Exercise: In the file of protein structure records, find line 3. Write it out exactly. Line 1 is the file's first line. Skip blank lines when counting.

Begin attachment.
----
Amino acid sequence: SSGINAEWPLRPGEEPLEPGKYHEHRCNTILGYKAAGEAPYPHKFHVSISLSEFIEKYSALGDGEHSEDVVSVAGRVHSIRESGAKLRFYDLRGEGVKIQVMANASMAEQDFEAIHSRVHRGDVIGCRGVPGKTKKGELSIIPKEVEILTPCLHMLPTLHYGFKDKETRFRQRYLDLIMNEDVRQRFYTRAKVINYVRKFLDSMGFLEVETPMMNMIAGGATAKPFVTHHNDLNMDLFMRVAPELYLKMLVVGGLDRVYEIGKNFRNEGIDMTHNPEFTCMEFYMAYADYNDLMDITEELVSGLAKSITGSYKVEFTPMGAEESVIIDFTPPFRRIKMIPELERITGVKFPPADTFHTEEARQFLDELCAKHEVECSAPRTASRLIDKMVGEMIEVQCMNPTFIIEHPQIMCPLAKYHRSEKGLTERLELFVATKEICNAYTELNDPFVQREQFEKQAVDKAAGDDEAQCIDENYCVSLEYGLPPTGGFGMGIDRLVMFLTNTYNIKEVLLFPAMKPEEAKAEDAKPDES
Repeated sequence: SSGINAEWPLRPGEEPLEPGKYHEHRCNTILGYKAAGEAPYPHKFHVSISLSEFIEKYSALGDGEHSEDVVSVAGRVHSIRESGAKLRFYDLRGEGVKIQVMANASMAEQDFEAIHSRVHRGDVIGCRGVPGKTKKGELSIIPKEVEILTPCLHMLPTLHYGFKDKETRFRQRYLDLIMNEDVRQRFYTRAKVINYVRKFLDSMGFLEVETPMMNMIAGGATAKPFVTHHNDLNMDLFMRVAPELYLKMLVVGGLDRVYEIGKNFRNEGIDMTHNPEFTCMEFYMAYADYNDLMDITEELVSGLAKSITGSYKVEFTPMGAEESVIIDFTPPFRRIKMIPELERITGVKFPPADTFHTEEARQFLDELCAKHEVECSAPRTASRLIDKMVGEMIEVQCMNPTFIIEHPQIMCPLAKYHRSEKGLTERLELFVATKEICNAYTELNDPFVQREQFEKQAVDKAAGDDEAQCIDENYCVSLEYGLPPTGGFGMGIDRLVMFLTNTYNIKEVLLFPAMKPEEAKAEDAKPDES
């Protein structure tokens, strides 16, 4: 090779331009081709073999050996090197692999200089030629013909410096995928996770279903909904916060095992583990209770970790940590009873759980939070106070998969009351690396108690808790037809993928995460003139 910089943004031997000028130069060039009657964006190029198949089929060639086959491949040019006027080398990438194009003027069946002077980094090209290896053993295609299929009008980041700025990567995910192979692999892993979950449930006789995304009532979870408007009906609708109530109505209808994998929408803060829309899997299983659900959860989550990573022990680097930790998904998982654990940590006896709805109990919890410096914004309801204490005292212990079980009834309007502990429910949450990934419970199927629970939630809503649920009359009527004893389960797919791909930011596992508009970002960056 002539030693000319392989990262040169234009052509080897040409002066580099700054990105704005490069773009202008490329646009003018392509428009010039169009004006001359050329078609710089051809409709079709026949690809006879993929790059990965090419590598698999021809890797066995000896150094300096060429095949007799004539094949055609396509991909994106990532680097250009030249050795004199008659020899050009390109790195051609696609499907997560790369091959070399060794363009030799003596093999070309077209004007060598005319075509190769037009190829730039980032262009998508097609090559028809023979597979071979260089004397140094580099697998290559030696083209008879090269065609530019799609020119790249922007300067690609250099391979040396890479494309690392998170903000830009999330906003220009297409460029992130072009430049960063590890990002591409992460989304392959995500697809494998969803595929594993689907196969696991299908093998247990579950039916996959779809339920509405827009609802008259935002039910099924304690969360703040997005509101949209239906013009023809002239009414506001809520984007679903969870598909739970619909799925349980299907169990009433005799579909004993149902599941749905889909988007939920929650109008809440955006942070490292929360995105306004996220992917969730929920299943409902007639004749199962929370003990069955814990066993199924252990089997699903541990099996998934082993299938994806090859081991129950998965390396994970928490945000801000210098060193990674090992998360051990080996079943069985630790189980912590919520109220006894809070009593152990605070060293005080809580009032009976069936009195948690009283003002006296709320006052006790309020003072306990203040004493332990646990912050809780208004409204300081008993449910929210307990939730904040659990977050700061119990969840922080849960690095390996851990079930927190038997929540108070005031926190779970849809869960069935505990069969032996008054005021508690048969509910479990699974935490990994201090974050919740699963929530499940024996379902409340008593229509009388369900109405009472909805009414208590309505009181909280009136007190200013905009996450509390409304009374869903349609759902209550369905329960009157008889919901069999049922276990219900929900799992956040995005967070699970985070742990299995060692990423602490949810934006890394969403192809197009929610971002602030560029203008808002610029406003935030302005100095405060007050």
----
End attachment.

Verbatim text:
């Protein structure tokens, strides 16, 4: 090779331009081709073999050996090197692999200089030629013909410096995928996770279903909904916060095992583990209770970790940590009873759980939070106070998969009351690396108690808790037809993928995460003139 910089943004031997000028130069060039009657964006190029198949089929060639086959491949040019006027080398990438194009003027069946002077980094090209290896053993295609299929009008980041700025990567995910192979692999892993979950449930006789995304009532979870408007009906609708109530109505209808994998929408803060829309899997299983659900959860989550990573022990680097930790998904998982654990940590006896709805109990919890410096914004309801204490005292212990079980009834309007502990429910949450990934419970199927629970939630809503649920009359009527004893389960797919791909930011596992508009970002960056 002539030693000319392989990262040169234009052509080897040409002066580099700054990105704005490069773009202008490329646009003018392509428009010039169009004006001359050329078609710089051809409709079709026949690809006879993929790059990965090419590598698999021809890797066995000896150094300096060429095949007799004539094949055609396509991909994106990532680097250009030249050795004199008659020899050009390109790195051609696609499907997560790369091959070399060794363009030799003596093999070309077209004007060598005319075509190769037009190829730039980032262009998508097609090559028809023979597979071979260089004397140094580099697998290559030696083209008879090269065609530019799609020119790249922007300067690609250099391979040396890479494309690392998170903000830009999330906003220009297409460029992130072009430049960063590890990002591409992460989304392959995500697809494998969803595929594993689907196969696991299908093998247990579950039916996959779809339920509405827009609802008259935002039910099924304690969360703040997005509101949209239906013009023809002239009414506001809520984007679903969870598909739970619909799925349980299907169990009433005799579909004993149902599941749905889909988007939920929650109008809440955006942070490292929360995105306004996220992917969730929920299943409902007639004749199962929370003990069955814990066993199924252990089997699903541990099996998934082993299938994806090859081991129950998965390396994970928490945000801000210098060193990674090992998360051990080996079943069985630790189980912590919520109220006894809070009593152990605070060293005080809580009032009976069936009195948690009283003002006296709320006052006790309020003072306990203040004493332990646990912050809780208004409204300081008993449910929210307990939730904040659990977050700061119990969840922080849960690095390996851990079930927190038997929540108070005031926190779970849809869960069935505990069969032996008054005021508690048969509910479990699974935490990994201090974050919740699963929530499940024996379902409340008593229509009388369900109405009472909805009414208590309505009181909280009136007190200013905009996450509390409304009374869903349609759902209550369905329960009157008889919901069999049922276990219900929900799992956040995005967070699970985070742990299995060692990423602490949810934006890394969403192809197009929610971002602030560029203008808002610029406003935030302005100095405060007050």